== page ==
After breakfast leave for famous Bhratpur bird sanctuary. Upon arrival at Bharatpur visit the UNESCO world Heritage bird sanctuary with a local naturalist sighting birds. Later proceed to the hotel and enjoy the night stay at a hotel in Bharatpur.

Day 18 – Bharatpur to Agra and overnight train to Jabalpur
After breakfast leave for Fatehpur Sikri – the so called deserted capital of the mughal king Akbar. Our local guide will guide you through its architectural marvel and its rich history and later proceed to Agra and Visit the famous Tal Mahal. Later transfer to the train station to board an overnight train to Jabalpur in central India. Important Note on the train – Train No.2412 Gondwana Express. Lv. Agra Cantt. Station at 1850 Hrs. and Arrive in Jabalpur at 0715 Hrs. This train has 08 First Class AC Seats and about 16 second AC seats. They are in high demand due to the busy season and the booking for these seats open 90 days in advance. It is important to have the names and passport details of the participants as much in advance as possible – 90 days prior.

Day 19 – Arrive Jabalpur and transfer to Kanha Nationa Park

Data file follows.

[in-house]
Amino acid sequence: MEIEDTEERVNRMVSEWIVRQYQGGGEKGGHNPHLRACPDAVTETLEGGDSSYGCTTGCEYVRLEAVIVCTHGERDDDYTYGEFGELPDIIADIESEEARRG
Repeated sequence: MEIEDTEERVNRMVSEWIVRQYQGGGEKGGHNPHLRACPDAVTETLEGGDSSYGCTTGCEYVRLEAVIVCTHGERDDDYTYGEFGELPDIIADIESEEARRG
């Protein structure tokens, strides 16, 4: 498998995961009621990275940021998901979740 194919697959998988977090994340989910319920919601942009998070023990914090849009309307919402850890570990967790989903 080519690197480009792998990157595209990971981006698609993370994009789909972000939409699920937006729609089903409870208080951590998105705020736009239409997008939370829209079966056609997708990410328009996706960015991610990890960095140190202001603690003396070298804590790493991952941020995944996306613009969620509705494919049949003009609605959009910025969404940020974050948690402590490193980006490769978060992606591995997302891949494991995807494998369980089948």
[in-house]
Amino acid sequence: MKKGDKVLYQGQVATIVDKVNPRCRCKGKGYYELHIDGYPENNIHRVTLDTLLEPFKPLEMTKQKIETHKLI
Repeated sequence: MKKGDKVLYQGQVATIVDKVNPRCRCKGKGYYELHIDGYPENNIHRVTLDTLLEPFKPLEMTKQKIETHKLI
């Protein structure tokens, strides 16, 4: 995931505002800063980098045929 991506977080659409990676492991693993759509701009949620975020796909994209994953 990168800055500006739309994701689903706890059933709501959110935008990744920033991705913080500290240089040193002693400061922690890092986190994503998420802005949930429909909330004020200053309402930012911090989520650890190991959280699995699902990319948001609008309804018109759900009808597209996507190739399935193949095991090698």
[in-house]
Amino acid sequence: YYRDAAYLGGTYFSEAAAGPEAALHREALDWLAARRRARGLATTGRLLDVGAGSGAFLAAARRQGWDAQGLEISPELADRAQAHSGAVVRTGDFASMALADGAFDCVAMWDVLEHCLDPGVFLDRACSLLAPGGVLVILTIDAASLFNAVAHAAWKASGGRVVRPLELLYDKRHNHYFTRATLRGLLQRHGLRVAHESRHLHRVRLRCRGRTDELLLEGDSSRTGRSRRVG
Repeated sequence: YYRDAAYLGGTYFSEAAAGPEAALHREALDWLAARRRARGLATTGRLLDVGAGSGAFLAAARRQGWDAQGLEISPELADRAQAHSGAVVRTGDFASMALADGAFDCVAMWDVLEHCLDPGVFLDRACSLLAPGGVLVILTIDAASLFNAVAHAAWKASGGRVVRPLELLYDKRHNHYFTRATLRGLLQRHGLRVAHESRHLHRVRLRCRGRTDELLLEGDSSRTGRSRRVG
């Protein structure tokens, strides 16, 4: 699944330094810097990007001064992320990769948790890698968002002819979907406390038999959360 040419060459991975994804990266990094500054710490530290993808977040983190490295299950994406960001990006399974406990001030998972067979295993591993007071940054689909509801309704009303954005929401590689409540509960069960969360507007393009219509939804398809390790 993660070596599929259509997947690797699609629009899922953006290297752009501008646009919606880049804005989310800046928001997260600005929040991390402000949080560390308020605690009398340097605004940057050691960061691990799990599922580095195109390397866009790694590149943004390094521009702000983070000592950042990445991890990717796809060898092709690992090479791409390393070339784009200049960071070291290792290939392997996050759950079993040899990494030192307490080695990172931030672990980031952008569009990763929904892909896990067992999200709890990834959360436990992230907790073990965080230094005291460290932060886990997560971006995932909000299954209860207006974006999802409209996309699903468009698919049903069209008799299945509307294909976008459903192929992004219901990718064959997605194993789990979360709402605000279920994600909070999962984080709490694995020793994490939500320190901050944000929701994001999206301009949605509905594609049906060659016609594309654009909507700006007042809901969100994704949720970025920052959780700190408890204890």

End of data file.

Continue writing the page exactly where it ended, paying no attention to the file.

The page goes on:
Upon arrival at Umaria transfer to Kanha national Park and stay in a beautiful jungle resort here. Kanha National Park was created on 1 June 1955. Today it stretches over an area of 940 km². At Kanha the majestic tiger is the keystone species. The big cats tigers and leopards are tertiary carnivores in the food chain. Besides the big cats wild dogs, wild cat, fox and the jackal are carnivores commonly seen at Kanha. Among the deer species Swamp Deer or Hard Ground Barasingha is pride of the place as it is the only sub species of swamp deer in India (Cervus Duavcelli Branderi). The animal is adopted to hard ground unlike swamp deers of the North which live in marshy swamps. Kanha National Park has been instrumental in rescuing the “Swamp Deer” from extinction. Indian Gaur (Bison) is found in Kanha. Other commonly seen animals in the park include the spotted deer, sambar, barking deer and the four-horned deer. Recently, mouse deer have also been discovered in the tiger reserve. Nocturnal animals like fox, hyena, jungle cat, civets, porcupine, ratel or honey badger and hares can be seen outside the park confines. Reptiles like pythons, cobras, krait, rat snakes, vipers, keelbacks and grass snakes are nocturnal animals, and are therefore rarely seen. There are many species of turtles as well as amphibians found in or near the water bodies. Kanha National Park is home to over 1000 species of flowering plants